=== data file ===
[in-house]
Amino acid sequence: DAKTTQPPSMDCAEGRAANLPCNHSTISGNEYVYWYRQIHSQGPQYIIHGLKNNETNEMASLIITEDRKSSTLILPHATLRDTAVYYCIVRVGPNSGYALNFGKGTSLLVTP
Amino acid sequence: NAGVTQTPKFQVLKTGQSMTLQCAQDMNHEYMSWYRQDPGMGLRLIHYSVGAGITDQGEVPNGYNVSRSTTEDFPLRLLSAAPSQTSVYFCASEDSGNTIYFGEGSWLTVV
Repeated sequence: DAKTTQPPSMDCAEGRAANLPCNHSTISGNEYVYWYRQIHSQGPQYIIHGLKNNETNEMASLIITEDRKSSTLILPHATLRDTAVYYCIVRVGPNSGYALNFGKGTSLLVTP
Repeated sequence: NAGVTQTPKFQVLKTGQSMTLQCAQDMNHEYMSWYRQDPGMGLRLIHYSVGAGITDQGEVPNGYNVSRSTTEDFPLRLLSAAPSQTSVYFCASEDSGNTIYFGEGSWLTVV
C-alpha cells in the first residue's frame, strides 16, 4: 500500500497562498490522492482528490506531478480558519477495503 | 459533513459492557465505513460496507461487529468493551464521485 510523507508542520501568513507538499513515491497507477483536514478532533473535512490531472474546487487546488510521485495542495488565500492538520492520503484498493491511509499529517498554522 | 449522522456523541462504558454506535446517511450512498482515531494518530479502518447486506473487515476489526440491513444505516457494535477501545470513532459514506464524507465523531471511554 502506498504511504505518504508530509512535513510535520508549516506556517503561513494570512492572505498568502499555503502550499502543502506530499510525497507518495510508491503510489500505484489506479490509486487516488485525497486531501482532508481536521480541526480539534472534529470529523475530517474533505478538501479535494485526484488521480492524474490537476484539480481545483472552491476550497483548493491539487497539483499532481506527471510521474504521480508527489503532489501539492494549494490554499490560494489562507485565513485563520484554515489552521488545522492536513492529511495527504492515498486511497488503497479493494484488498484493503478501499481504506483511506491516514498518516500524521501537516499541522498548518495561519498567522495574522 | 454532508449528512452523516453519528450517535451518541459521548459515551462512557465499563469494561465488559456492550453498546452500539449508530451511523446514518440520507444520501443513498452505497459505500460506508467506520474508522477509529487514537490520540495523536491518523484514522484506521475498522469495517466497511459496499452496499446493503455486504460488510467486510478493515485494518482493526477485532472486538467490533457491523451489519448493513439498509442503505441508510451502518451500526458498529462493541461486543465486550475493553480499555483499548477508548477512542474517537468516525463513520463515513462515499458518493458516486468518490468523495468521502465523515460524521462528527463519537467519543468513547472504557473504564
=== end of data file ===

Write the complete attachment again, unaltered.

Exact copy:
[in-house]
Amino acid sequence: DAKTTQPPSMDCAEGRAANLPCNHSTISGNEYVYWYRQIHSQGPQYIIHGLKNNETNEMASLIITEDRKSSTLILPHATLRDTAVYYCIVRVGPNSGYALNFGKGTSLLVTP
Amino acid sequence: NAGVTQTPKFQVLKTGQSMTLQCAQDMNHEYMSWYRQDPGMGLRLIHYSVGAGITDQGEVPNGYNVSRSTTEDFPLRLLSAAPSQTSVYFCASEDSGNTIYFGEGSWLTVV
Repeated sequence: DAKTTQPPSMDCAEGRAANLPCNHSTISGNEYVYWYRQIHSQGPQYIIHGLKNNETNEMASLIITEDRKSSTLILPHATLRDTAVYYCIVRVGPNSGYALNFGKGTSLLVTP
Repeated sequence: NAGVTQTPKFQVLKTGQSMTLQCAQDMNHEYMSWYRQDPGMGLRLIHYSVGAGITDQGEVPNGYNVSRSTTEDFPLRLLSAAPSQTSVYFCASEDSGNTIYFGEGSWLTVV
C-alpha cells in the first residue's frame, strides 16, 4: 500500500497562498490522492482528490506531478480558519477495503 | 459533513459492557465505513460496507461487529468493551464521485 510523507508542520501568513507538499513515491497507477483536514478532533473535512490531472474546487487546488510521485495542495488565500492538520492520503484498493491511509499529517498554522 | 449522522456523541462504558454506535446517511450512498482515531494518530479502518447486506473487515476489526440491513444505516457494535477501545470513532459514506464524507465523531471511554 502506498504511504505518504508530509512535513510535520508549516506556517503561513494570512492572505498568502499555503502550499502543502506530499510525497507518495510508491503510489500505484489506479490509486487516488485525497486531501482532508481536521480541526480539534472534529470529523475530517474533505478538501479535494485526484488521480492524474490537476484539480481545483472552491476550497483548493491539487497539483499532481506527471510521474504521480508527489503532489501539492494549494490554499490560494489562507485565513485563520484554515489552521488545522492536513492529511495527504492515498486511497488503497479493494484488498484493503478501499481504506483511506491516514498518516500524521501537516499541522498548518495561519498567522495574522 | 454532508449528512452523516453519528450517535451518541459521548459515551462512557465499563469494561465488559456492550453498546452500539449508530451511523446514518440520507444520501443513498452505497459505500460506508467506520474508522477509529487514537490520540495523536491518523484514522484506521475498522469495517466497511459496499452496499446493503455486504460488510467486510478493515485494518482493526477485532472486538467490533457491523451489519448493513439498509442503505441508510451502518451500526458498529462493541461486543465486550475493553480499555483499548477508548477512542474517537468516525463513520463515513462515499458518493458516486468518490468523495468521502465523515460524521462528527463519537467519543468513547472504557473504564